From 1933 to 1939, Saukel worked for the party in Thuringia. However, his political life changed in March 1942 when he was appointed General Plenipotentiary for Labour Deployment. German labour had been seriously dislocated by World War Two as many young men had been drafted into the military. The labour situation was further complicated by Hitler’s insistence that German women should not work in factories as they had to stay at home to bring up their children. It was Saukel’s task to resolve the whole labour question. He had been recommended to Hitler by Martin Bormann and it was clear that the Nazi élite expected positive results.


Saukel dealt with the labour shortage in a very simple manner. He brought in slave labour from occupied territories in Eastern Europe. In total 5 million workers were brought to Germany, the vast bulk against their will. It is estimated that 200,000 were tricked into volunteering to come but the vast bulk were forced.


The conditions these labourers lived in were appalling. When Albert Speer toured a factory making V2 rocket parts at Mittelwerk, he was disgusted at their living conditions within the factory and later described them as “barbarous”. He used his seniority to order the building of a camp for the slave workers outside of the perimeters of the factory itself. This camp became the Dora concentration camp and was seen as being an ‘improvement’ on what they had experienced before. When American soldiers liberated the massive V2 factory built into a mountainside near Nordhausen, they found thousands of labourers in a dreadful condition. Many had not seen daylight as they were kept inside the mountain; the bodies that were found in the factory were of men who had clearly been worked until they had died. Many had been left where they had dropped as their colleagues had been too weak to remove their bodies. Even after their liberation, many died – killed by kindness by US soldiers who gave them chocolate from their ration packs, unaware that their bodies were simply incapable of dealing with a sudden energy input. An accurate figure of how many slave labourers died in Nazi Germany is not known as many records were destroyed but it had to run into hundreds of thousands and some believe millions.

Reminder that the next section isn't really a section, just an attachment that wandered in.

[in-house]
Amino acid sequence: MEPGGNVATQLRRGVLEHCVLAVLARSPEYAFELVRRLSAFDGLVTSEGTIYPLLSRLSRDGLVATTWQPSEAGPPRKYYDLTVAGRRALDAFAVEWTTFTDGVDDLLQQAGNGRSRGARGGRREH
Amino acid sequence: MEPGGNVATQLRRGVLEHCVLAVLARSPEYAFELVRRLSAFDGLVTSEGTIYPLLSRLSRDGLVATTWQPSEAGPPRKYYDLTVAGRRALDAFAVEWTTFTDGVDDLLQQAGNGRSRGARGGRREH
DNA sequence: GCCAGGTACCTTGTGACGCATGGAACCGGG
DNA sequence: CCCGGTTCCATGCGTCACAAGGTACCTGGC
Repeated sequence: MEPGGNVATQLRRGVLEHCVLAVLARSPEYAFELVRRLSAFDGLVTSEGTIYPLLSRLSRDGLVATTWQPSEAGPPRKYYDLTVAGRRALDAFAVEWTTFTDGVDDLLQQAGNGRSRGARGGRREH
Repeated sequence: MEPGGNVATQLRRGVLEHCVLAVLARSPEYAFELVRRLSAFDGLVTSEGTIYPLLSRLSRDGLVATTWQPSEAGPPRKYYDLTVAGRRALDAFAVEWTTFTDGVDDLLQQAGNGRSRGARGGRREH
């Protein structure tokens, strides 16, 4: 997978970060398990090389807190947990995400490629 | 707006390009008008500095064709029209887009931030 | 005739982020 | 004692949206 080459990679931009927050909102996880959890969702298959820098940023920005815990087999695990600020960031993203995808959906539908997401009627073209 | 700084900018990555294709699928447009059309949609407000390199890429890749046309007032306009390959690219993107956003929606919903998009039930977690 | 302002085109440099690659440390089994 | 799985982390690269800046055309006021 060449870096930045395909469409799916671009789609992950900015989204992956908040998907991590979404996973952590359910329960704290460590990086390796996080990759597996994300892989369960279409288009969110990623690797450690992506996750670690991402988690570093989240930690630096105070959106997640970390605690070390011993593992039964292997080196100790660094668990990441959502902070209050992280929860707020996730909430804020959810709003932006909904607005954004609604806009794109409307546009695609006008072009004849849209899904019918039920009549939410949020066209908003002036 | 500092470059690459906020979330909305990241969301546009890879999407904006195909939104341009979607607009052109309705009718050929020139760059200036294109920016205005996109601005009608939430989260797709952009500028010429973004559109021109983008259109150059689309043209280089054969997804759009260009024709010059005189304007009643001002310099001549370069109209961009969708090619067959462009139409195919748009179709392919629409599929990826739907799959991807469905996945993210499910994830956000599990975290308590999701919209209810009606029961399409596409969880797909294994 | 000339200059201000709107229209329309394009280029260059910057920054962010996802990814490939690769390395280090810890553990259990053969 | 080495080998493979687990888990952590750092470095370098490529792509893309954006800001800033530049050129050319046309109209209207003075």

Saukel was arrested after the war and attempted to defend his actions. At the Nuremberg Trials he did not refer to any of the victims as slave labourers. Saukel argued that the whole process of using labourers was simple economics and he denied that there was any systematic mistreatment of them. If mistreatment did occur, he said, it was the result of rogue guards and local commanders and within the sheer scale of what he was trying to achieve, this had to be expected and could not be countered. His defence team pointed out that Saukel had sent out instructions to regional commanders of slave labourers that they should be treated with “adequate care”. The prosecution team made the point that senior Nazis frequently wrote in a vague manner that some believed was coded and that “adequate care” was in the same vein as “Final Solution” – vacuous and far too open to interpretation.


The judges did not accept Saukel’s defence team and he was found guilty of crimes against humanity and crimes against peace. He was sentenced to death and hanged on October 16th 1946.